- Have people audition for roles instead of interviewing for them – Whenever possible (almost always) have someone do a day or two of work with you before you hire him/her. Have them sign a contractor agreement and pay them for this work like a normal contractor.
- Focus on the right ways to source candidates – USE YOUR NETWORK: friends, friends of friends, friends of great employees and proven new hires… Often to get great people, you will have to poach from other companies. Don’t limit yourself to people looking for jobs. Hosting interesting tech talks can be good for technical hiring. Don’t limit your search to your geographical area, and use your investors and their networks to find candidates.
- Have a mission, and don’t be surprised how much selling you have to do- candidates need to believe your mission.
- Hire people you like – Stripe calls it the Sunday test: would you be likely to come into the office on a Sunday because you want to hang out with this person? You should also look for a diversity of thought.
- Have a set of cultural values you hire for – figure out what your cultural values will be, then treat those values as articles of faith. You need to be willing to let an otherwise good candidate go if he is not a good cultural fit. Also avoid remote employees in the early days of a startup.
- Don’t compromise – Go for the A-Players only. Great people attract other great people.
- Be generous with compensation packages, but mostly with equity. You are going to have to pay for more ‘experienced’ people that will likely have a higher personal burn rate, but remember these people are not the ones that usually create great startups with the exception of a few roles that experience matters a lot.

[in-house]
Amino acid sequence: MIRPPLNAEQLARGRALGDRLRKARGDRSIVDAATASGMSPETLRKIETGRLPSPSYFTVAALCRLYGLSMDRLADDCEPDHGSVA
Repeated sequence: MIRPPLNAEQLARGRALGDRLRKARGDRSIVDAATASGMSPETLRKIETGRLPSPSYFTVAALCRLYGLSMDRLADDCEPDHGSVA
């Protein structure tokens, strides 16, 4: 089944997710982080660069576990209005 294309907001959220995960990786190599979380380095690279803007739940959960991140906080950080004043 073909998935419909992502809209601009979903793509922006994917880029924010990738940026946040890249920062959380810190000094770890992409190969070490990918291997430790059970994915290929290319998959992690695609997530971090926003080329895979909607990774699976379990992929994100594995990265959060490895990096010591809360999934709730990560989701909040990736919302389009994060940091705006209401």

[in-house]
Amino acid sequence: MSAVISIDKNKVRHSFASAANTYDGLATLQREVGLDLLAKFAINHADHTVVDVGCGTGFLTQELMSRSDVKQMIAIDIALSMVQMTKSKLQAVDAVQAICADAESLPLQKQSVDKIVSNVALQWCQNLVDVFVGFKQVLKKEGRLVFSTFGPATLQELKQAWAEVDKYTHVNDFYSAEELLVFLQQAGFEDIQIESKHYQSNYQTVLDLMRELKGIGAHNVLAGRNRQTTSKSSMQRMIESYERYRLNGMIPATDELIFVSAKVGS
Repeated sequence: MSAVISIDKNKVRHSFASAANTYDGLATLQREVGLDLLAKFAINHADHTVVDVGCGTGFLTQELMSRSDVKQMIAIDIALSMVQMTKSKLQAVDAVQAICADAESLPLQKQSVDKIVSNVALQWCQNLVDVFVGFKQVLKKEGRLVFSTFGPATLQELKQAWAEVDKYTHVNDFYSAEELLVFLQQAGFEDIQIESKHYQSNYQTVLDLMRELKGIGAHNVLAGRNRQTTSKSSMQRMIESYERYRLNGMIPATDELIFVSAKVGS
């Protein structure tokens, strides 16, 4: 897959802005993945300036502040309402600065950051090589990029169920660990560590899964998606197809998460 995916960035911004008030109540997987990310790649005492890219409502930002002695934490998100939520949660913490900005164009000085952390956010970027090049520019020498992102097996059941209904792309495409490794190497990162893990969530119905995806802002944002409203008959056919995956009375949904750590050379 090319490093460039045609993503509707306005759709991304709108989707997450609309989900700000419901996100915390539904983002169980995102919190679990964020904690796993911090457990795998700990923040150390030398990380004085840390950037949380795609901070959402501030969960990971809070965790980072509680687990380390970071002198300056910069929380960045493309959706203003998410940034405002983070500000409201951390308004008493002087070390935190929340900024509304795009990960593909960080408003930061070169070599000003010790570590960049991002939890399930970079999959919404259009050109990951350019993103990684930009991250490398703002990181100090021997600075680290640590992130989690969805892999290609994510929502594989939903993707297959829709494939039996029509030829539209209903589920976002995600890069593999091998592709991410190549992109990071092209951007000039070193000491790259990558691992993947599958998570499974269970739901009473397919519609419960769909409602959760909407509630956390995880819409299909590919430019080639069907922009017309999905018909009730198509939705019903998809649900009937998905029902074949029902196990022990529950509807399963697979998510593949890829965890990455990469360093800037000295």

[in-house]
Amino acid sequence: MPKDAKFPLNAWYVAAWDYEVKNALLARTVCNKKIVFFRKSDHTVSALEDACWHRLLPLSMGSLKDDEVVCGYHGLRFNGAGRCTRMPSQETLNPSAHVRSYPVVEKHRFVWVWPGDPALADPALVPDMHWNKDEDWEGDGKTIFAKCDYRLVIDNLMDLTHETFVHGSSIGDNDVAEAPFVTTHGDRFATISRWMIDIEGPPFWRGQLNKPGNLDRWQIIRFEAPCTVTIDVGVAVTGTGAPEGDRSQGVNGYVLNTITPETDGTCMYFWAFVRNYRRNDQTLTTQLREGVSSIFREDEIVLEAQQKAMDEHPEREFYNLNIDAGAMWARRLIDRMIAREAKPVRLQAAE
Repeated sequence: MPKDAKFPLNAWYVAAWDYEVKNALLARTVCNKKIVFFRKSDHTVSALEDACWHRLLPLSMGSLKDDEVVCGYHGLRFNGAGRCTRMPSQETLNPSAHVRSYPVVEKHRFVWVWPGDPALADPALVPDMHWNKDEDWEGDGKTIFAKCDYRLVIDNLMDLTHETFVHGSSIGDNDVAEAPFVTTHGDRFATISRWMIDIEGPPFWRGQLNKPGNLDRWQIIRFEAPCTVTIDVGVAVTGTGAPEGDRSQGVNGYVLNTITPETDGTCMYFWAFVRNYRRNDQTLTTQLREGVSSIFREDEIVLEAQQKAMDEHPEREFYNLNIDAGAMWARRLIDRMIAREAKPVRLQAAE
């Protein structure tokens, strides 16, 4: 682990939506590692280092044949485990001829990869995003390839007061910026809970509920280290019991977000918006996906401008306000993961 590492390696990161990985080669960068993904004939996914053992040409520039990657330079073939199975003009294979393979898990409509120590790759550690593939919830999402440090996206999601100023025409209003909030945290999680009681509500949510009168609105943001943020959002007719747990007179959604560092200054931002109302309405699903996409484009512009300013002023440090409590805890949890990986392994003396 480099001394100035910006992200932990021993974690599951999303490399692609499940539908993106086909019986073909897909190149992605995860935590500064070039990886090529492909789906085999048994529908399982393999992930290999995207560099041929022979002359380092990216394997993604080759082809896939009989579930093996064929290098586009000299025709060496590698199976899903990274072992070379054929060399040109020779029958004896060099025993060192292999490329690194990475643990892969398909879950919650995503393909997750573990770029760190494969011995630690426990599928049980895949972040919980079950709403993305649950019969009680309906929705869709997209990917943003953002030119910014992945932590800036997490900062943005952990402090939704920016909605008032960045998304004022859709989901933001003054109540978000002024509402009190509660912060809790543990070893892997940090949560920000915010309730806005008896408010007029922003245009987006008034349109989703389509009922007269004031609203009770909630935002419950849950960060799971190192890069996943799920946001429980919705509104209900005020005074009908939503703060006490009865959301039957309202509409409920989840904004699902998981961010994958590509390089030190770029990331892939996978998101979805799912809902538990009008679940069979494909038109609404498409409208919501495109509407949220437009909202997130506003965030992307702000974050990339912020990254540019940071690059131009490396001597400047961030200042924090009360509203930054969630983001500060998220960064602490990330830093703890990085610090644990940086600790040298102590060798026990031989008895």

- Distributing equity to the first 20 employees. A good rule for the first 20 is typically going to be higher than what investors suggest: Altman says rough numbers are around 1.5% for the first engineer and about 0.25% for the twentieth, but there is a lot of variance in these #’s. Don’t break your normal compensation structure to get someone hired – it is typically a bad idea.
- Watch for red flags and trust your gut – if you have a difficult-to-articulate desire to pass, pass
- Always be recruiting – if you find someone that will be great for a role you won’t need until two months down the road, you should still hire now.
- Fire fast – you will never get 100% of hires right, and typically founders will drag out the firing in the hopes that the hire will turn around. A bad hire can ruin a startup.
- Put a bit of rigor around the hiring process – Make everyone on the team commit to a hire/no hire decision for everyone they meet. Make sure every candidate leaves with a positive impression of your company. Be organized, you should have the topics that need to be discussed outlined and prepared. Understand if you need unanimous consent on hiring someone and teach people how to interview.
- Don’t hire – companies generally work better when they are smaller.
- Hiring is hard – don’t forget that once you have people, you need to keep them. That means making sure they are happy and challenged, keep a sense of momentum at the company, check in with people, be a good manager, etc. Also, always be identifying and promoting new talent.
6 Principles of Influence – Robert Cialdini
I already wrote an entire book summary on this topic, but it is worth a quick refresher. The six principles of influence are:
- Reciprocity – Think about the pervasiveness of free samples in marketing
- Commitment and Consistency – if people commit to something either orally or in writing to an idea or goal, they are more likely to honor that commitment since they want to be congruent with their self-image. We also hate cognitive dissonance!
- Social Proof – People do things they see other people are doing. If one person hits their brakes on the freeway, it might not mean anything. If you see three people hit their brakes at once on the freeway, you should probably slow down even if you do not see anything that would warrant it.
- Authority – People tend to obey authority figures – even if asked to perform objectionable acts
- Liking – People are easily persuaded by other people they like. Think about Tupperware parties…
- Scarcity – Perceived scarcity will generate demand – “limited time only” sales